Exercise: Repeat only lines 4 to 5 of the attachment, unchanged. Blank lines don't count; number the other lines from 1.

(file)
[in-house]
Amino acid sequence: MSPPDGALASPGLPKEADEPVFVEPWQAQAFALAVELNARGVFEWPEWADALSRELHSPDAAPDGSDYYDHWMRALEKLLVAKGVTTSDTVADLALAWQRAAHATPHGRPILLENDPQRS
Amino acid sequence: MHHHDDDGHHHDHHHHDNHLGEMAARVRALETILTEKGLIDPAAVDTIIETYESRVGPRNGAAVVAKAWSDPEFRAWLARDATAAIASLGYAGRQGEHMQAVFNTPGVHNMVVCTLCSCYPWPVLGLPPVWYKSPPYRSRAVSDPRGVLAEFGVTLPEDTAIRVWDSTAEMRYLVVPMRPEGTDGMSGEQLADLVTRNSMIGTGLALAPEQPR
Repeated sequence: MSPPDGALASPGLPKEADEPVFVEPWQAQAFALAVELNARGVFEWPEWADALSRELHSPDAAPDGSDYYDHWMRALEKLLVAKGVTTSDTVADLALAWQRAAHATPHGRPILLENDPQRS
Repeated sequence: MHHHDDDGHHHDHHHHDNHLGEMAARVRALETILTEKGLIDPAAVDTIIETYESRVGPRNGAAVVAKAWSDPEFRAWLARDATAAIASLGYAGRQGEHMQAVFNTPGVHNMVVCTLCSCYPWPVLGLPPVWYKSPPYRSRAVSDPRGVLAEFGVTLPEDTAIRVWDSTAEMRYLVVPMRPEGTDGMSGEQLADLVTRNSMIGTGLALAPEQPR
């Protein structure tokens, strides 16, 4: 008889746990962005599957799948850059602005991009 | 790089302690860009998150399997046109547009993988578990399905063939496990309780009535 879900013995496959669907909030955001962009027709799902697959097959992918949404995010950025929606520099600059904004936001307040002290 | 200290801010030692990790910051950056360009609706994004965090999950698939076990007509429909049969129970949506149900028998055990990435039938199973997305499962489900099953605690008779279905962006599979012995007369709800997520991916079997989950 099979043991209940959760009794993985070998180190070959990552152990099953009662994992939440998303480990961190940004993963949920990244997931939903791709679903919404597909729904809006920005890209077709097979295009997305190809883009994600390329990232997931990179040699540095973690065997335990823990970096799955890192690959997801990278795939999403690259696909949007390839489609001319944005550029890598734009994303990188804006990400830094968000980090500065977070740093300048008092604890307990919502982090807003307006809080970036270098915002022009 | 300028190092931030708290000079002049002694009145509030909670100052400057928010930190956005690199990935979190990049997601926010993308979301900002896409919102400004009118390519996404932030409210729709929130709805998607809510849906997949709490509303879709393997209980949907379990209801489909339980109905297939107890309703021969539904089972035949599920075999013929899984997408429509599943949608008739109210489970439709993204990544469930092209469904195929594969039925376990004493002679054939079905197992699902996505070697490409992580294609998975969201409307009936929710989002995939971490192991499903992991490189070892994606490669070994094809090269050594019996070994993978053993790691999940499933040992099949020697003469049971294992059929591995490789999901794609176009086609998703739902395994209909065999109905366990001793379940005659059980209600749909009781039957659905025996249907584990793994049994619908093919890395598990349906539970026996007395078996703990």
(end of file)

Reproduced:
Repeated sequence: MSPPDGALASPGLPKEADEPVFVEPWQAQAFALAVELNARGVFEWPEWADALSRELHSPDAAPDGSDYYDHWMRALEKLLVAKGVTTSDTVADLALAWQRAAHATPHGRPILLENDPQRS
Repeated sequence: MHHHDDDGHHHDHHHHDNHLGEMAARVRALETILTEKGLIDPAAVDTIIETYESRVGPRNGAAVVAKAWSDPEFRAWLARDATAAIASLGYAGRQGEHMQAVFNTPGVHNMVVCTLCSCYPWPVLGLPPVWYKSPPYRSRAVSDPRGVLAEFGVTLPEDTAIRVWDSTAEMRYLVVPMRPEGTDGMSGEQLADLVTRNSMIGTGLALAPEQPR